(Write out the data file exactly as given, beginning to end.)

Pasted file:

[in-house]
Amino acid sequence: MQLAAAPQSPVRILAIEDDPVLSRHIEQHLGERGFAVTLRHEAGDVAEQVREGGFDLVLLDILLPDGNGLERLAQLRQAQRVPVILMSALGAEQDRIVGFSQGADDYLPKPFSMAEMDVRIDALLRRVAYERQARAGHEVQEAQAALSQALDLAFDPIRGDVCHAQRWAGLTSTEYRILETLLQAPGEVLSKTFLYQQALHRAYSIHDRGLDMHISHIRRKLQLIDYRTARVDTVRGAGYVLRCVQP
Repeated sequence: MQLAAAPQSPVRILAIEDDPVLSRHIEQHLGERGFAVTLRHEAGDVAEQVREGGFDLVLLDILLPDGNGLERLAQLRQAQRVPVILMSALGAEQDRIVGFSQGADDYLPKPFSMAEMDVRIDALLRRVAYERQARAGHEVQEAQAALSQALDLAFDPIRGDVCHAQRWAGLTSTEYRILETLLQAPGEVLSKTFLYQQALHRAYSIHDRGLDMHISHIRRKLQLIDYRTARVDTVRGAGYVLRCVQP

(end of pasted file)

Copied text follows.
[in-house]
Amino acid sequence: MQLAAAPQSPVRILAIEDDPVLSRHIEQHLGERGFAVTLRHEAGDVAEQVREGGFDLVLLDILLPDGNGLERLAQLRQAQRVPVILMSALGAEQDRIVGFSQGADDYLPKPFSMAEMDVRIDALLRRVAYERQARAGHEVQEAQAALSQALDLAFDPIRGDVCHAQRWAGLTSTEYRILETLLQAPGEVLSKTFLYQQALHRAYSIHDRGLDMHISHIRRKLQLIDYRTARVDTVRGAGYVLRCVQP
Repeated sequence: MQLAAAPQSPVRILAIEDDPVLSRHIEQHLGERGFAVTLRHEAGDVAEQVREGGFDLVLLDILLPDGNGLERLAQLRQAQRVPVILMSALGAEQDRIVGFSQGADDYLPKPFSMAEMDVRIDALLRRVAYERQARAGHEVQEAQAALSQALDLAFDPIRGDVCHAQRWAGLTSTEYRILETLLQAPGEVLSKTFLYQQALHRAYSIHDRGLDMHISHIRRKLQLIDYRTARVDTVRGAGYVLRCVQP